It’s about Matt Harvey, so the “What If Wonder Machine,” is whirling again. Since 2012, the question the Mets have been asking is: How good can this guy be?
Harvey is 29-28 in his four-year Mets career, but because of two arm surgeries in three years, consistently poor run support and his inability to close out games, has always left us wanting more.
Harvey’s climb back to becoming an elite pitcher – he has that potential – took another step as he’s begun throwing as part of his recovery after surgery in July in treatment for thoracic outlet syndrome. It is a complicated procedure that involved removing a rib.
Posting on his Instagram account, Harvey wrote: “He’s working the mechanics.”
Harvey, currently on the 60-day disabled list, is expected to be ready for spring training.
Before the ailment sidelined him, Harvey started 17 games and went 4-10 with a 4.86 ERA and a miserable 1.47 WHIP. In 92.2 innings he gave up 111 hits and 25 walks. He started poorly, seemed to right himself, then hit the skids again.
The year 2012, when he made ten starts to begin a career full of promise. His 3-5 record could be brushed off by inexperience and a lack of run support, but what caught everybody’s attention was an overpowering fastball, a confidence that belied his years and a stunning 2.73 ERA and 1.15 WHIP.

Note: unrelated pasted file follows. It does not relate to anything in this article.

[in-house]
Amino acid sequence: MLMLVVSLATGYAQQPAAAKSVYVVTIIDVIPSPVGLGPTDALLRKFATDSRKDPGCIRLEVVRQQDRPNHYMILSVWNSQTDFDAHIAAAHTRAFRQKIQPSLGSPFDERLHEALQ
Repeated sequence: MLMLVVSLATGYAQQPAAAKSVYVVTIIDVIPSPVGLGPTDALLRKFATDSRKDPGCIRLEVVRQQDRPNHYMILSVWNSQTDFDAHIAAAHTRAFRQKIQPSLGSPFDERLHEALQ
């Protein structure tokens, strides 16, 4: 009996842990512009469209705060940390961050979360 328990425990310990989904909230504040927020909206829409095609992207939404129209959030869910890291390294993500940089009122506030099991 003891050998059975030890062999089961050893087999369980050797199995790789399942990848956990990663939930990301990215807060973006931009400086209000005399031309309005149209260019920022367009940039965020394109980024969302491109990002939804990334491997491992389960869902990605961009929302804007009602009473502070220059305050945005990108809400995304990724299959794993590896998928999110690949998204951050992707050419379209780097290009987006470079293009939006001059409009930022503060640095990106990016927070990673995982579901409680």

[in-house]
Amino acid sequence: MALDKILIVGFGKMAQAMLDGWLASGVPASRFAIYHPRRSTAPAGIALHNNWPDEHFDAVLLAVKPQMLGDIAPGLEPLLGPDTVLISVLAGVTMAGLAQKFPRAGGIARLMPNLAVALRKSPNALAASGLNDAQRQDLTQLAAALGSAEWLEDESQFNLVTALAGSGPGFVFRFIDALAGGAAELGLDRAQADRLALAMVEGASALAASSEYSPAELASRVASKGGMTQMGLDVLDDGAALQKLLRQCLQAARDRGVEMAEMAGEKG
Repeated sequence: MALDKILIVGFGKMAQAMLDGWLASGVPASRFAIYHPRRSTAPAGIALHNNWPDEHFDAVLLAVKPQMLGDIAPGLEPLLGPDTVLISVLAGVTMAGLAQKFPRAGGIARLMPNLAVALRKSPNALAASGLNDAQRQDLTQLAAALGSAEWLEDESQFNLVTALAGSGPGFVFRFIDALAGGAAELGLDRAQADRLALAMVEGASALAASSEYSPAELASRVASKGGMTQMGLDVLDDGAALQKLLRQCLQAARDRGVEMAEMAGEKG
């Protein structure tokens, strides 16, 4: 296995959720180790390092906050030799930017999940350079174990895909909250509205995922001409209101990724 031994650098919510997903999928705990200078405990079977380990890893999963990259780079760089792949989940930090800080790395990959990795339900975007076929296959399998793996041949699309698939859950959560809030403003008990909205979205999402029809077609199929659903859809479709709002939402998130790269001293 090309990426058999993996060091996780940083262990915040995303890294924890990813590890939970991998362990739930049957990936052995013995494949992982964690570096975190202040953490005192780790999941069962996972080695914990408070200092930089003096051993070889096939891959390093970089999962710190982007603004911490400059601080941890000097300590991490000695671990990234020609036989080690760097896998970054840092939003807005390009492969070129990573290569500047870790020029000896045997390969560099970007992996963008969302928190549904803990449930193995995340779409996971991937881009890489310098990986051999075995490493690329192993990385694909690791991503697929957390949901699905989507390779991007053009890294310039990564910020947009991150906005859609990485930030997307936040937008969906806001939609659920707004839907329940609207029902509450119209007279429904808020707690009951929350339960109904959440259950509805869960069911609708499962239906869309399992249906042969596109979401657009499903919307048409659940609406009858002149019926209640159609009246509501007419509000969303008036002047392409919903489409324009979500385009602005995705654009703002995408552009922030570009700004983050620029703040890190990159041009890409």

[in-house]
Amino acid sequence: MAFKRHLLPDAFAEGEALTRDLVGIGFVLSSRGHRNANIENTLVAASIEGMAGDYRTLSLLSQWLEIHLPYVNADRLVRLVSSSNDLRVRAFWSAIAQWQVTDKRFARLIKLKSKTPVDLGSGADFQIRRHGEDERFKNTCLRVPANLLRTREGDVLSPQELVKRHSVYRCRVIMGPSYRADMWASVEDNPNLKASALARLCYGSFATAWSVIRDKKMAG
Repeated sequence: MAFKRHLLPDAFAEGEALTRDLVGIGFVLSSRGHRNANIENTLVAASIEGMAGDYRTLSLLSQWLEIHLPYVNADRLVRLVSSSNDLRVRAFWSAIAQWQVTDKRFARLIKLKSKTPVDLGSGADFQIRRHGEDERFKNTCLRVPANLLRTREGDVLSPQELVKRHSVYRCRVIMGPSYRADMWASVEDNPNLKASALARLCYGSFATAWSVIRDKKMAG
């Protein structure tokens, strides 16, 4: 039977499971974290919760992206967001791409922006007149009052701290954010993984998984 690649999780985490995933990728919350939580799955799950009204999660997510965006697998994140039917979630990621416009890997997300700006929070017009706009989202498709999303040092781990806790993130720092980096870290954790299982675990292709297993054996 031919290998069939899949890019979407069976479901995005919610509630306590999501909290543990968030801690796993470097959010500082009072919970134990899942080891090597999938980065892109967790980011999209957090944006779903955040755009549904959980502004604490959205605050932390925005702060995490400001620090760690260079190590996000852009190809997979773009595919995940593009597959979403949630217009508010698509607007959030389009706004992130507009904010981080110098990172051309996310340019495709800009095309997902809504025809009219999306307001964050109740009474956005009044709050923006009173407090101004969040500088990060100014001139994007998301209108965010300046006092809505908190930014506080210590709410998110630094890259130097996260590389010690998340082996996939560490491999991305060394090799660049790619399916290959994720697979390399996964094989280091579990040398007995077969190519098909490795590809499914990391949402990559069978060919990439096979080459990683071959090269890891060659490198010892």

That greatness emerged – no, make that exploded – in 26 starts in 2013 which culminated in starting the All-Star Game at Citi Field.
However, in what began a disturbing career trend, prior to the All-Star Game Harvey developed tightness in his forearm, which he initially did not disclose. He tried to pitch through it and was adamant about starting the All-Star Game.
He continued to pitch after the All-Star break, but after losing three of his last four decisions in August, the discomfort continued and he was placed on the disabled list and eventually had Tommy John surgery. Harvey missed the 2014 season and returned the following year, showing glimpses of his previous dominance and finished at 13-8.
I thought he would be hellfire this year, in fact, wrote he’d be so fueled by what happened in Game 5 of the World Series that he’d win 20 games and compete for the Cy Young Award.
It didn’t happen. After two surgeries in three years, I look at Harvey’s career with caution. He’s young enough to bounce back, but he’s had a big enough window to make one wonder.
It’s an oversimplification to say his mediocre career record is just a lack of run support. Great pitchers find a way to win and too many games have slipped away from him.
I’m asking the same question Harvey should be asking: Why?
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